Chapter 22b - Lecture Outline

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Chapter 22b - Lecture Outline

  1. 1. Microbiology: A Systems Approach, 2 nd ed. Chapter 22: The Gastrointestinal Tract and Its Defenses
  2. 2. Acute Diarrhea Caused by E.coli O157:H7 (EHEC) <ul><li>Most virulent strain of E. coli </li></ul><ul><li>Enterohemorrhagic E. coli </li></ul><ul><li>Symptoms range from mild gastroenteritis with fever to bloody diarrhea </li></ul><ul><li>About 10% of patients develop hemolytic uremic syndrome (can cause kidney damage and failure) </li></ul><ul><li>Can also cause neurological symptoms such as blindness, seizure, and stroke </li></ul>
  3. 3. Figure 22.12
  4. 4. Acute Diarrhea Caused by Other E. coli <ul><ul><li>Four other categories: </li></ul></ul><ul><ul><ul><li>Enterotoxigenic </li></ul></ul></ul><ul><ul><ul><li>Enteroinvasive </li></ul></ul></ul><ul><ul><ul><li>Enteropathogenic </li></ul></ul></ul><ul><ul><ul><li>Enteroaggregative </li></ul></ul></ul>
  5. 5. Enterotoxigenic E. coli (ETEC) <ul><li>Presentation varies depending on which type of E. coli is causing the disease </li></ul><ul><li>Traveler’s diarrhea : watery diarrhea, low-grade fever, nausea, and vomiting </li></ul>
  6. 6. Enteroinvasive E. coli (EIEC) <ul><li>Cause a disease similar to Shigella dysentery </li></ul><ul><li>Invade gut mucosa and cause widespread destruction </li></ul><ul><li>Blood and pus found in stool </li></ul><ul><li>Significant fever </li></ul>
  7. 7. Enteropathogenic E. coli (EPEC) <ul><li>Profuse, watery diarrhea </li></ul><ul><li>Fever and vomiting also common </li></ul><ul><li>Produce effacement of gut surfaces </li></ul>
  8. 8. Enteroaggregative E. coli (EAEC) <ul><ul><ul><li>Can cause chronic diarrhea in young children and in AIDS patients </li></ul></ul></ul>
  9. 9. Acute Diarrhea Caused by Campylobacter <ul><li>Most common bacterial cause of diarrhea in the U.S. </li></ul><ul><li>Frequent watery stools, fever, vomiting, headaches, and severe abdominal pain </li></ul><ul><li>Symptoms may last beyond 2 weeks </li></ul><ul><li>Symptoms may subside then recur over a period of weeks </li></ul><ul><li>In a small number of cases, can lead to a serious neuromuscular paralysis called Guillain-Barré syndrome (GBS) </li></ul>
  10. 10. Figure 22.13
  11. 11. Acute Diarrhea Caused by Yersinia Species <ul><li>Y. enterocolitica and Y. pseudotuberculosis </li></ul><ul><li>Uncommon in U.S. </li></ul><ul><li>Inflammation of the ileum and mesenteric lymph nodes gives rise to severe abdominal pain </li></ul><ul><li>Infection occasionally spreads to the bloodstream </li></ul>
  12. 12. Acute Diarrhea Caused by Clostridium difficile <ul><li>Causes pseudomembranous colitis </li></ul><ul><li>Major cause of diarrhea in hospitals </li></ul><ul><li>Able to superinfect the large intestine when drugs have disrupted the normal biota </li></ul><ul><li>Produces two enterotoxins (toxins A and B) that cause areas of necrosis in the wall of the intestine </li></ul><ul><li>Diarrhea </li></ul><ul><li>Severe cases exhibit abdominal cramps, fever, and leukocytosis </li></ul>
  13. 13. Figure 22.14
  14. 14. Acute Diarrhea Caused by Vibrio cholera <ul><li>Incubation period of a few hours to a few days </li></ul><ul><li>Symptoms begin abruptly with vomiting </li></ul><ul><li>Followed by copious watery feces called secretory diarrhea </li></ul><ul><li>Can lose up to 1 liter of fluid an hour in severe cases </li></ul>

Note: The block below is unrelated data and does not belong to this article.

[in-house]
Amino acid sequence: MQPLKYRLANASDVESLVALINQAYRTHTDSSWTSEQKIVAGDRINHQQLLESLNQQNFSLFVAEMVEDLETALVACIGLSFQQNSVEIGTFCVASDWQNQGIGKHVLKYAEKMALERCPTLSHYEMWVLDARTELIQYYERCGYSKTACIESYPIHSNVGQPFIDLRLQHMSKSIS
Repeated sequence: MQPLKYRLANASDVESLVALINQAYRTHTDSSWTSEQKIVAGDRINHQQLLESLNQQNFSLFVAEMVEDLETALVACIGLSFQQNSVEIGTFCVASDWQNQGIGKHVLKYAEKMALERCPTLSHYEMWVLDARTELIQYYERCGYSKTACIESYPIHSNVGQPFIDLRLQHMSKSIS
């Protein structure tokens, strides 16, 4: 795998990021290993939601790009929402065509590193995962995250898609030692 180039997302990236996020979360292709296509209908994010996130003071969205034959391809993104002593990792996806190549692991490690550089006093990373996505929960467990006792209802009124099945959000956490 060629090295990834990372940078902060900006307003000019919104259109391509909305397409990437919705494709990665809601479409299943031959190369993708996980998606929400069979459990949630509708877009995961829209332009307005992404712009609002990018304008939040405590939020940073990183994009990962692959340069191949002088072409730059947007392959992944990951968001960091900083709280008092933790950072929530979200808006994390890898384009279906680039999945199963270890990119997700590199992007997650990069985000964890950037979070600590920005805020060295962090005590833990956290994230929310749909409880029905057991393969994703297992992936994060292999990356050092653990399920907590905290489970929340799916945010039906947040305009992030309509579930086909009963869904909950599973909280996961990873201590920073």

15. 15. Figure 22.15
  16. 16. Acute Diarrhea Caused by Cryptosporidium <ul><li>Headache, sweating, vomiting, severe abdominal cramps, and diarrhea </li></ul><ul><li>In AIDS patients may develop into chronic persistent cryptosporidial diarrhea </li></ul>
  17. 17. Figure 22.16
  18. 18. Figure 22.17
  19. 19. Acute Diarrhea Caused by Rotavirus <ul><ul><li>Effects of infection vary with age, nutritional state, general health, and living conditions of the patient </li></ul></ul>
  20. 20. Figure 22.18
  21. 21. Acute Diarrhea Caused by Other Viruses <ul><li>Many other viruses can cause gastroenteritis </li></ul><ul><li>For example adenoviruses, noroviruses, and astroviruses </li></ul><ul><li>Common in the U.S. and around the world </li></ul><ul><li>Profuse, water diarrhea of 3 to 5 days duration </li></ul>
  22. 24. Acute Diarrhea with Vomiting (Food Poisoning) <ul><li>Symptoms in the gut that are caused by a preformed toxin of some sort </li></ul><ul><li>If the symptoms are violent and the incubation period is very short, intoxication rather than infection should be considered </li></ul>
  23. 25. Food Poisoning by Staphylococus aureus Exotoxin <ul><li>Associated with food such as custards, sauces, cream pastries, processed meats, chcken salad, or ham that have been contaminated and then left unrefrigerated for a few hours </li></ul><ul><li>Toxins do not noticeably alter the food’s taste or smell </li></ul><ul><li>Heating the food after toxin production may not prevent disease </li></ul><ul><li>Symptoms: cramping, nausea, vomiting, and diarrhea </li></ul><ul><li>Rapid recovery- usually within 24 hours </li></ul>
  24. 26. Food Poisoning by Bacillus cereus Exotoxin <ul><li>Two exotoxins: one causes diarrheal-type disease, the other cause an emetic disease </li></ul><ul><li>The type of disease that takes place is influenced by the type of food that is contaminated </li></ul><ul><li>Emetic form frequently linked to fried rice, especially when cooked and kept warm for long periods of time </li></ul><ul><li>Diarrheal form associated with cook mats or vegetables that are held at a warm temperature for long periods of time </li></ul>
  25. 27. Food Poisoning by Clostridum perfringens Exotoxin <ul><li>Animal flesh and vegetables such as beans that have not been cooked thoroughly enough to destroy endospores </li></ul><ul><li>Acute abdominal pain, diarrhea, and nausea in 8 to 16 hours </li></ul><ul><li>Rapid recovery </li></ul>

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